Take the 2-minute tour ×
Stack Overflow is a question and answer site for professional and enthusiast programmers. It's 100% free, no registration required.

In my code, just calling .Invalidate does the same thing as if an update is called. In fact, when I call .Update afterward, the flicker for the control seems to be worse. I read on the documentation page the following:

"The Update method just forces the control to be painted immediately"

This is confusing for me as all the online examples of redrawing tell me to specify an invalidated region, then call the update in order to get the least amount of flicker. Based on those examples, I would assume that the update call is mandatory.

share|improve this question

1 Answer 1

up vote 3 down vote accepted

This blog post describes the differences between Control.Invalidate and Control.Update

Control.Invalidate(...)

The bool parameter denotes whether the user wants to invalidate the child controls of the control on which he is calling Invalidate. The Rectangle parameter are the bounds to invalidate and the region parameter is the region to invalidate. All the overloads essentially end up calling one of the RedrawWindow, InvaliateRect or InvalidateRgn functions. If RedrawWindow is called then this may result in a WM_PAINT message being posted to the application message queue (to invalidate the child controls).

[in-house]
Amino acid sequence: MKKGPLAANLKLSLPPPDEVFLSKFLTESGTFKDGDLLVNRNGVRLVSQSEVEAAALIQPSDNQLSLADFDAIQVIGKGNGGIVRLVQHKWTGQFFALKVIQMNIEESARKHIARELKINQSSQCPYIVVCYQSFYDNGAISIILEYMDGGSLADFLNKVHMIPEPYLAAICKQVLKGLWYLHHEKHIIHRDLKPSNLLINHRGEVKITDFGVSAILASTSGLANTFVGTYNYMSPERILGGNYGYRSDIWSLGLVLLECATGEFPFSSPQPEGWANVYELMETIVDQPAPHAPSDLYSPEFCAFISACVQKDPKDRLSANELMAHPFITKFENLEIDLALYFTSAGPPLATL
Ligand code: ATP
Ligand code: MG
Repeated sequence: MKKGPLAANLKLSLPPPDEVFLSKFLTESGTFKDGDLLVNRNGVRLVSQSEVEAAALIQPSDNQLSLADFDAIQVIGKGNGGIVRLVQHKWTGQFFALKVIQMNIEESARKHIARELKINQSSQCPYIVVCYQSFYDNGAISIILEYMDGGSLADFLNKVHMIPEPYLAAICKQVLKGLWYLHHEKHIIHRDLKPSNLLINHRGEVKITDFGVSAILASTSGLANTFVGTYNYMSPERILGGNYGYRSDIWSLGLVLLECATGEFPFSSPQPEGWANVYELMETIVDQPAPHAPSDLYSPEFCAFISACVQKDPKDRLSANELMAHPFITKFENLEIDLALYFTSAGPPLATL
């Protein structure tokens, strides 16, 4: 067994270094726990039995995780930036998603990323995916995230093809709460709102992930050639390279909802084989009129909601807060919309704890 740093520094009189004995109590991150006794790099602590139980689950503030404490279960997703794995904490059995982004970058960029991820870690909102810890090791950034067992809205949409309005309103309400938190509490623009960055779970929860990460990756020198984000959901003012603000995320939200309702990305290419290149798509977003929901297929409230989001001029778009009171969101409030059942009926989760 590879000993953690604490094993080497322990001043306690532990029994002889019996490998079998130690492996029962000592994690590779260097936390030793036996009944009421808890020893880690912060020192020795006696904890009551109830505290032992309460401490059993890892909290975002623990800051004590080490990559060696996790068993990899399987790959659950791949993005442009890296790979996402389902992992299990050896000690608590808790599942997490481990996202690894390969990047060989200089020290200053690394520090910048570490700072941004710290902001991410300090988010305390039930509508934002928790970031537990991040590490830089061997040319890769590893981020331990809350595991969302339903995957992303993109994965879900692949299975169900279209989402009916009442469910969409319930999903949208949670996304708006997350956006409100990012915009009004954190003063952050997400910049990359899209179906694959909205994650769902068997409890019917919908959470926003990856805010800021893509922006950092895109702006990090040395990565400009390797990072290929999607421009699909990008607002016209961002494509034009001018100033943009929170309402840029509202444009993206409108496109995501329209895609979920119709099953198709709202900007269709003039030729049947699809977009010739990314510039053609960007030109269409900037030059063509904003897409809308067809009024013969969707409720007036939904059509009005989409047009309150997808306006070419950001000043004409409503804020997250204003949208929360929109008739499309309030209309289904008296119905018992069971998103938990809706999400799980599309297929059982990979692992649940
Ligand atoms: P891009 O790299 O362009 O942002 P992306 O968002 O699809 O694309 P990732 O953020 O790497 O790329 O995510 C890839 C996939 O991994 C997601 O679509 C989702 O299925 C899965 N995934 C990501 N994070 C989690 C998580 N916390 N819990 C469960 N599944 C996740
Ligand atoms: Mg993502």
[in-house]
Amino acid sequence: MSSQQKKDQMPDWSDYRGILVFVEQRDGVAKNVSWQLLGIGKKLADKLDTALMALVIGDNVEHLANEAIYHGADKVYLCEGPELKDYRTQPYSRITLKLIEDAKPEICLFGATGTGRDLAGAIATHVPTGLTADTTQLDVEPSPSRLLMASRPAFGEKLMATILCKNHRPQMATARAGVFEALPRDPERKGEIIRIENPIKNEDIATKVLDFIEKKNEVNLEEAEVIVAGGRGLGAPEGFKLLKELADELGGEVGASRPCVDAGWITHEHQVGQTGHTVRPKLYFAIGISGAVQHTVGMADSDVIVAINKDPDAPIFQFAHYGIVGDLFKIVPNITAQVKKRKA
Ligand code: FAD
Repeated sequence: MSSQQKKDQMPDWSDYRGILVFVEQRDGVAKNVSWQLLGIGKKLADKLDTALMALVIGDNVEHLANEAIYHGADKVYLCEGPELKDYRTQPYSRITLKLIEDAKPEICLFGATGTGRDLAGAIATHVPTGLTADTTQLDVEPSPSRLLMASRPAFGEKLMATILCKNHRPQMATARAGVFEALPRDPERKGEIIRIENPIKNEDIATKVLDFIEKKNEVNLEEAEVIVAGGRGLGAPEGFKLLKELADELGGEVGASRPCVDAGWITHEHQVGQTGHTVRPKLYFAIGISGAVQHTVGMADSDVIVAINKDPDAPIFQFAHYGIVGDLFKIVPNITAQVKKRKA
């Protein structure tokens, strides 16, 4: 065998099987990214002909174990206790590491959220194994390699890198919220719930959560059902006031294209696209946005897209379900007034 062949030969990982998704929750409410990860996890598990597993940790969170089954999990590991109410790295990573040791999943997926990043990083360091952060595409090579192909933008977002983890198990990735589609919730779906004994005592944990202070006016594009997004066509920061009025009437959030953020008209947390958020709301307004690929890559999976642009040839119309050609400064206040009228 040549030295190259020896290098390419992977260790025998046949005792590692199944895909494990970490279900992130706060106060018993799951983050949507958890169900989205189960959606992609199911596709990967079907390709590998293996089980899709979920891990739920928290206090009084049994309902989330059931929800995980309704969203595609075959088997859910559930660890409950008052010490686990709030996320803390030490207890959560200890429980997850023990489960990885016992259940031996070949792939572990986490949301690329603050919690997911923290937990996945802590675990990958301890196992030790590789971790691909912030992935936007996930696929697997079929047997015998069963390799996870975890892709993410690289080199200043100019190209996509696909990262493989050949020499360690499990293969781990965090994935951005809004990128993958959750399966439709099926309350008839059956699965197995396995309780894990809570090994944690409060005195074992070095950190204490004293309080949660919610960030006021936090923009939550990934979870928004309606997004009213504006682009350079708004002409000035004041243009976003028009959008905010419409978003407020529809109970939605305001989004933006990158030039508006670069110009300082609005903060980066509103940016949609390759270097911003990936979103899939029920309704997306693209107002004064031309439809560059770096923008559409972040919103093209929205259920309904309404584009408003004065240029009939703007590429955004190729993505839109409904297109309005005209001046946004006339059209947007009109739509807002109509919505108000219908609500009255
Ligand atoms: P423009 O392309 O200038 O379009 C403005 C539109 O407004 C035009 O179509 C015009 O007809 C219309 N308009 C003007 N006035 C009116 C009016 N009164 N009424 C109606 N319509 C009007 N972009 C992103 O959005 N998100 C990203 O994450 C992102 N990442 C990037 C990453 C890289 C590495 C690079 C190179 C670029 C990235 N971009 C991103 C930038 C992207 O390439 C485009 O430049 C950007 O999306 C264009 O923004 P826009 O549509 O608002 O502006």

The important thing to note here is that these functions only “invalidate” or “dirty” the client area by adding it to the current update region of the window of the control. This invalidated region, along with all other areas in the update region, is marked for painting when the next WM_PAINT message is received. As a result you may not see your control refreshing (and showing the invalidation) immediately (or synchronously).

Control.Update()

Update function calls the UpdateWindow function which updates the client area of the control by sending WM_PAINT message to the window (of the control) if the window's update region is not empty. This function sends a WM_PAINT directly to WNDPROC() bypassing the application message queue. Thus, if the window update region is previously “invalidated” then calling “update” would immediately "update" (and cause repaint) the invalidation.

Control.Refresh()

By now, you might have guessed what Refresh( ) would be doing. Yes, it calls invalidate(true) to invalidate the control and its children and then calls Update( ) to force paint the control so that the invalidation is synchronous.

share|improve this answer
    
Thank you. I was googling for around 20 minutes and couldn't find a clear explanation such as this one. I was missing the keyword 'difference'. –  Phil Jun 30 '11 at 16:23

Your Answer

 
discard

By posting your answer, you agree to the privacy policy and terms of service.

Not the answer you're looking for? Browse other questions tagged or ask your own question.